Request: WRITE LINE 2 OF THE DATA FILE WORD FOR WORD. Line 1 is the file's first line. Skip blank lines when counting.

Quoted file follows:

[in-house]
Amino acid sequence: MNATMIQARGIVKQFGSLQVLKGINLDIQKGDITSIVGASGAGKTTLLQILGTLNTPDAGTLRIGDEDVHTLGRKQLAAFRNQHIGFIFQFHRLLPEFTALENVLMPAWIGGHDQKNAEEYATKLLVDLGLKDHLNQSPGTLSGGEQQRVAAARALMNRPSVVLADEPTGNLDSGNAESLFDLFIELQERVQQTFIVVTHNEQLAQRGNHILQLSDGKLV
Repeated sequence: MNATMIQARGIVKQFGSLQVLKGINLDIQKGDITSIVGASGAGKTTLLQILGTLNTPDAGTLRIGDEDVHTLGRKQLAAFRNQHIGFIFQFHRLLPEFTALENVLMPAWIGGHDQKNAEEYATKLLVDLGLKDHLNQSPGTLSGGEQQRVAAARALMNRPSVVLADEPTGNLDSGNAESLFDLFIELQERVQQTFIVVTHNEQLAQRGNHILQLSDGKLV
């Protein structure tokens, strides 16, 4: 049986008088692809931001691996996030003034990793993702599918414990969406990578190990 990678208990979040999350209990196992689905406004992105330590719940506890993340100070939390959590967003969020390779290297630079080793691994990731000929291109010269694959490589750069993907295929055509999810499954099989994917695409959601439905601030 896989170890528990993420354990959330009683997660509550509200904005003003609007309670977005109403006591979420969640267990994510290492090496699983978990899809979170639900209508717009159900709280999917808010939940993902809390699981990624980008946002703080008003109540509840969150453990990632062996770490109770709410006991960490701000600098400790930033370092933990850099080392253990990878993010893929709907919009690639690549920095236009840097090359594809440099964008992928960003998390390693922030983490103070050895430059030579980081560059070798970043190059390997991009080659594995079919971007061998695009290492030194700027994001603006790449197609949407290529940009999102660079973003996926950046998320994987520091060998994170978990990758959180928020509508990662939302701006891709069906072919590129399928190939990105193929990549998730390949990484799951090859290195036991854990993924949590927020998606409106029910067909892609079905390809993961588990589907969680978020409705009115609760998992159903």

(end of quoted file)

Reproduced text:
Amino acid sequence: MNATMIQARGIVKQFGSLQVLKGINLDIQKGDITSIVGASGAGKTTLLQILGTLNTPDAGTLRIGDEDVHTLGRKQLAAFRNQHIGFIFQFHRLLPEFTALENVLMPAWIGGHDQKNAEEYATKLLVDLGLKDHLNQSPGTLSGGEQQRVAAARALMNRPSVVLADEPTGNLDSGNAESLFDLFIELQERVQQTFIVVTHNEQLAQRGNHILQLSDGKLV